References in periodicals archive ?
The IKB-covered objects presented at his two Parisian shows of 1957 (folding screens, "minimalist" blocks, as well as generic post-Cubist abstract sculptures) were ignored, and one skipped directly to "Le Vide" of 1958, which was soberly represented by a short film, probably the only way this exhibition consisting of an empty gallery can be shown.
The repeated assertion that "anyone can make it" in America by silver-spoon scions and overcompensated, disgraced corporate executives, the chickenhawks with their multiple draft deferments intoning soberly about supporting the "brave men and women in uniform.
Other publications soberly discussing the cost of nuclear electricity in the 1950s put it around that of coal-fired production.
In piecing together his geological jigsaw, Fortey makes us realise what a dynamic and fascinating planet we live on, but soberly reminds us of our insignificance.
Well," he replied soberly, with the air of someone who has his work cut out for him, "if I get around to it, there should be a couple of thousand.
Johnson soberly concludes: "It is nowhere written that the United States, in its guise as an empire dominating the world, must go on forever.
Maybe they're not just much more soberly discreet but much better at faking than you are?
However, Wewer soberly noted that "increased promotional activity over the holidays could hurt the profitability for the entire consumer electronics retailing sector.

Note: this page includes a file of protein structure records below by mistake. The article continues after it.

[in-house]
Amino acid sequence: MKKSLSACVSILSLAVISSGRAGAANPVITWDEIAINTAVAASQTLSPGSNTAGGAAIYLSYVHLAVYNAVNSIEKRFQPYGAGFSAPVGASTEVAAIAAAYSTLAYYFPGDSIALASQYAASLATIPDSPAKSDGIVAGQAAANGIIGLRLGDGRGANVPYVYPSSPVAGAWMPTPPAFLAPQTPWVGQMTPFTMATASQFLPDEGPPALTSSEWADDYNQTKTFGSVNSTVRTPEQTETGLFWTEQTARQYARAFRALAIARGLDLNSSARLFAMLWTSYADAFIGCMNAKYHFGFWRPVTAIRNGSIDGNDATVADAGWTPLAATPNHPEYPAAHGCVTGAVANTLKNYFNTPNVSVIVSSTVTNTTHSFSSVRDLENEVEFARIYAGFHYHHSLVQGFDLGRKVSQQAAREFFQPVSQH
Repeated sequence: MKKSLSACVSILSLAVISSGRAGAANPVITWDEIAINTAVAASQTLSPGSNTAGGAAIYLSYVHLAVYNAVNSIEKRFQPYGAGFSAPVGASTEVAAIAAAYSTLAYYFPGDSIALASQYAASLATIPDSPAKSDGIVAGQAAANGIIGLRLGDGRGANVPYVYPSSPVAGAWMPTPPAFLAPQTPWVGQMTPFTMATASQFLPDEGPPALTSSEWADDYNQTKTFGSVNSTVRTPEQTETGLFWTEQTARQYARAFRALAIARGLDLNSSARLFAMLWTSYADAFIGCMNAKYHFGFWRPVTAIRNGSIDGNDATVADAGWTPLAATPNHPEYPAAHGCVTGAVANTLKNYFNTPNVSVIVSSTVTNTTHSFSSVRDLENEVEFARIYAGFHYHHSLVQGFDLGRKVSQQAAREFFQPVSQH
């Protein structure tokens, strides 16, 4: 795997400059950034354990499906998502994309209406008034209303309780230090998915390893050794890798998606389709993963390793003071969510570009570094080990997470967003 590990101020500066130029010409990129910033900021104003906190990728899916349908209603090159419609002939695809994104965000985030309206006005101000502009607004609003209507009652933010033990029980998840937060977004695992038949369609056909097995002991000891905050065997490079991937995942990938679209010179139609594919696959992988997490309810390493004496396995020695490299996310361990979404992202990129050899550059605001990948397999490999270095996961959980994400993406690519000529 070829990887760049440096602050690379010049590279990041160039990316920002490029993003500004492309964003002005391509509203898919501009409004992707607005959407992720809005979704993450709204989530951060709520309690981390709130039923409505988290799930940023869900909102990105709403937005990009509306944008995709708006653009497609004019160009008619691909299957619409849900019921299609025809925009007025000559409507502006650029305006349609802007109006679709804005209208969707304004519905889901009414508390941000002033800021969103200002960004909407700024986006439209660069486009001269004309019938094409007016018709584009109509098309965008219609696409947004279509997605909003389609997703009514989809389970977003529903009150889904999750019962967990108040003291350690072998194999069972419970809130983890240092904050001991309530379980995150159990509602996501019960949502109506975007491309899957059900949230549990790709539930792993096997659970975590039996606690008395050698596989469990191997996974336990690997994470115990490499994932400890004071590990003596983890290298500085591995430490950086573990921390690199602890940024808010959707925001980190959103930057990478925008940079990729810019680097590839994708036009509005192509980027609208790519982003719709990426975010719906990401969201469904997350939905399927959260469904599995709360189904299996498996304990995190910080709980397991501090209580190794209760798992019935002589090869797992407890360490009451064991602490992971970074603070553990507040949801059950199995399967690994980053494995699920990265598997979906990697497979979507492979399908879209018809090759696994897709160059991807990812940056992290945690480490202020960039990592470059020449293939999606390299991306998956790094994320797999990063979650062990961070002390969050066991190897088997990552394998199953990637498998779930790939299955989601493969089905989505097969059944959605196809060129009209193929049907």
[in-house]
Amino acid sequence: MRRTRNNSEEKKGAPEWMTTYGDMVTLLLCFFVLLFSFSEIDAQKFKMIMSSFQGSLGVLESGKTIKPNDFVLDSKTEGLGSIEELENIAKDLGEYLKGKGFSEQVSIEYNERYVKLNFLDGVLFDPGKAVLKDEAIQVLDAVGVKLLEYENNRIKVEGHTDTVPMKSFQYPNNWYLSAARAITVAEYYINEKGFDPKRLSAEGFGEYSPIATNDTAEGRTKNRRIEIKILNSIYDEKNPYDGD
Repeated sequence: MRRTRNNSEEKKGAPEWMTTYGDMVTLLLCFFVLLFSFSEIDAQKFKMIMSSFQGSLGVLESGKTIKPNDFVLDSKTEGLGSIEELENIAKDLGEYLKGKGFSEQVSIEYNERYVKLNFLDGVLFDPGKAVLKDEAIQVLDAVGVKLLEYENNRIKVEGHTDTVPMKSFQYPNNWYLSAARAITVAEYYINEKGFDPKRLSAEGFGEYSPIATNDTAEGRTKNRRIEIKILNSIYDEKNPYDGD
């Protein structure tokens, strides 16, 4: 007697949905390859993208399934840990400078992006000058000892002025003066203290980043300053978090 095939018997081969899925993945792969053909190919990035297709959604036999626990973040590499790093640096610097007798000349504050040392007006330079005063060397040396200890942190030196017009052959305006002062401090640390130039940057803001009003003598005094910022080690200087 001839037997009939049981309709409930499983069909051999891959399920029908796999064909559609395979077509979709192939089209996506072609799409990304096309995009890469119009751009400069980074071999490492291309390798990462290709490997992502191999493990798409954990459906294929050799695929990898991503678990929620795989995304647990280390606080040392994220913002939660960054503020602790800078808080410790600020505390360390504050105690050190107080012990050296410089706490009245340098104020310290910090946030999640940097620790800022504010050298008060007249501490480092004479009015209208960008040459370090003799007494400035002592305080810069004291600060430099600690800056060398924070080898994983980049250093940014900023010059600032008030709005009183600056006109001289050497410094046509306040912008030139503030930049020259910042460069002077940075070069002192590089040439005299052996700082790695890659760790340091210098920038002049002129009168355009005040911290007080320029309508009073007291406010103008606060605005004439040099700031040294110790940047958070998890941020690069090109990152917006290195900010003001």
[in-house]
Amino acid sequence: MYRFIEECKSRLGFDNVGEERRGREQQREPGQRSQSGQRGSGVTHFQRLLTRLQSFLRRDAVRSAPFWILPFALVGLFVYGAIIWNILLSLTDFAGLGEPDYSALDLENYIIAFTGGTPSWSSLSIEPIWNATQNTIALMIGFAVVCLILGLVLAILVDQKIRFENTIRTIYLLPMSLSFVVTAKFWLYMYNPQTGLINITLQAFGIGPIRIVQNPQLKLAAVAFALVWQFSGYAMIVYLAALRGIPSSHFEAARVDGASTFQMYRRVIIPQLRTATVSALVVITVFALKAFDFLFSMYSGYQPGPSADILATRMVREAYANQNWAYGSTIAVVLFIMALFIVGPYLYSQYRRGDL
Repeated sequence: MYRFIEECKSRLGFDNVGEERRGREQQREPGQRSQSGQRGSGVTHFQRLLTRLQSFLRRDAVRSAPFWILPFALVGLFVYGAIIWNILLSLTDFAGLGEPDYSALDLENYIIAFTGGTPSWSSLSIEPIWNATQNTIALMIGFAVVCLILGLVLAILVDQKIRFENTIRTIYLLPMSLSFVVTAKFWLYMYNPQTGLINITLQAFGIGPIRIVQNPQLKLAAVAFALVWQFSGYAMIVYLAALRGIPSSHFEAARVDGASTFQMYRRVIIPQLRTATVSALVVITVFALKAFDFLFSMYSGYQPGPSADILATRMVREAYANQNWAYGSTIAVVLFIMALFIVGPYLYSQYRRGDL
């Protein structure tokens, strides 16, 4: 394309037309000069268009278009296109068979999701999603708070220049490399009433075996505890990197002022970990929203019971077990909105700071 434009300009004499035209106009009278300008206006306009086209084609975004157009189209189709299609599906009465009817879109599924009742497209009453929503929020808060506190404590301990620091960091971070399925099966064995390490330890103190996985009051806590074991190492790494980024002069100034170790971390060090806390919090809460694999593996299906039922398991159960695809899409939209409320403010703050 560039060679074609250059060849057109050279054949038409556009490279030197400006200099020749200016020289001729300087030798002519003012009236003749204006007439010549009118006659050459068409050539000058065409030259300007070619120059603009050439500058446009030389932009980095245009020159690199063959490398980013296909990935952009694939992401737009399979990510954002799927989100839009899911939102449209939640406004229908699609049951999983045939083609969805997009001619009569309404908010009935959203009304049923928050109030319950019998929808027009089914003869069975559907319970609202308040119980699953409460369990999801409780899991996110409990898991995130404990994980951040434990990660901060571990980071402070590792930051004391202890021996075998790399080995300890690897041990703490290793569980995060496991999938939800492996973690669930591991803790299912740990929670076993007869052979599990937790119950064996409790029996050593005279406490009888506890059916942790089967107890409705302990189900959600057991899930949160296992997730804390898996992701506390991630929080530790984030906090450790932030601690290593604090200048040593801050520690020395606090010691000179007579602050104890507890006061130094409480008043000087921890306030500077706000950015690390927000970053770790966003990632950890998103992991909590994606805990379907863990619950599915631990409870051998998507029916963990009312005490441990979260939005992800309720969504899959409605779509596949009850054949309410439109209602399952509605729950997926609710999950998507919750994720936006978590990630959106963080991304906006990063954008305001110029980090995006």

This first narrative voice soberly explains that the pages before us were acquired for him "by a Mr.
The sampler is used soberly, only occasionally producing an interesting noise in the background.
JOY DIVISION: John looks soberly on as Sam and pals chat at pub
While it's unlikely that the Fonz had that effect, he does provide the proper response to claims about TV's power over audiences' minds, whether hilariously overblown like Marshall's or Soberly documented like Sex on TV's: "Sit it.
During the years when I worked in preparing adults for the Rites of Christian Initiation, I saw with wonder how soberly individuals would labor over choosing their new name in Christ.
Instead, The Washington Post and other newspapers soberly reported on the cat-painting fad, while the art journal Parkett praised the book's "phenomenological research devoid of preconceptions.
The demand for performers was high, as numerous large cities and small towns across the country built concert halls and opera houses, creating new opportunities for women who were "more sought-after than American men for [band and orchestra] solo positions, partly in the belief that a woman's presence would lend a decorative element to a stage full of soberly clad men, but also out of concern that a featured virtuoso should be somewhat exotic.